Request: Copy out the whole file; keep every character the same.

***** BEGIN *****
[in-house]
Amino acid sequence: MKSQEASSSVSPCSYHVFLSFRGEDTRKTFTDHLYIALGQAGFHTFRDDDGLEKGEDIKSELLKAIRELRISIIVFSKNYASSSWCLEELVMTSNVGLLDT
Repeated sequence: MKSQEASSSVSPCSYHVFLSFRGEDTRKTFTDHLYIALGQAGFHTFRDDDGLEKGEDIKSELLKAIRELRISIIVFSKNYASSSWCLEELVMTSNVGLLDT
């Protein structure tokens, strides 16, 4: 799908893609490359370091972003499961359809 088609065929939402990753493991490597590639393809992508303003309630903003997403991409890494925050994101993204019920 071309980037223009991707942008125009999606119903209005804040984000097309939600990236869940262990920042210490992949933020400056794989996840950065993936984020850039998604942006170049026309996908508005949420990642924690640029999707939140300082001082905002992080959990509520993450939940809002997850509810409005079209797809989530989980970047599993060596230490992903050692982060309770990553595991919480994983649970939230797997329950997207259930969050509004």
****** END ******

[in-house]
Amino acid sequence: MKSQEASSSVSPCSYHVFLSFRGEDTRKTFTDHLYIALGQAGFHTFRDDDGLEKGEDIKSELLKAIRELRISIIVFSKNYASSSWCLEELVMTSNVGLLDT
Repeated sequence: MKSQEASSSVSPCSYHVFLSFRGEDTRKTFTDHLYIALGQAGFHTFRDDDGLEKGEDIKSELLKAIRELRISIIVFSKNYASSSWCLEELVMTSNVGLLDT
């Protein structure tokens, strides 16, 4: 799908893609490359370091972003499961359809 088609065929939402990753493991490597590639393809992508303003309630903003997403991409890494925050994101993204019920 071309980037223009991707942008125009999606119903209005804040984000097309939600990236869940262990920042210490992949933020400056794989996840950065993936984020850039998604942006170049026309996908508005949420990642924690640029999707939140300082001082905002992080959990509520993450939940809002997850509810409005079209797809989530989980970047599993060596230490992903050692982060309770990553595991919480994983649970939230797997329950997207259930969050509004």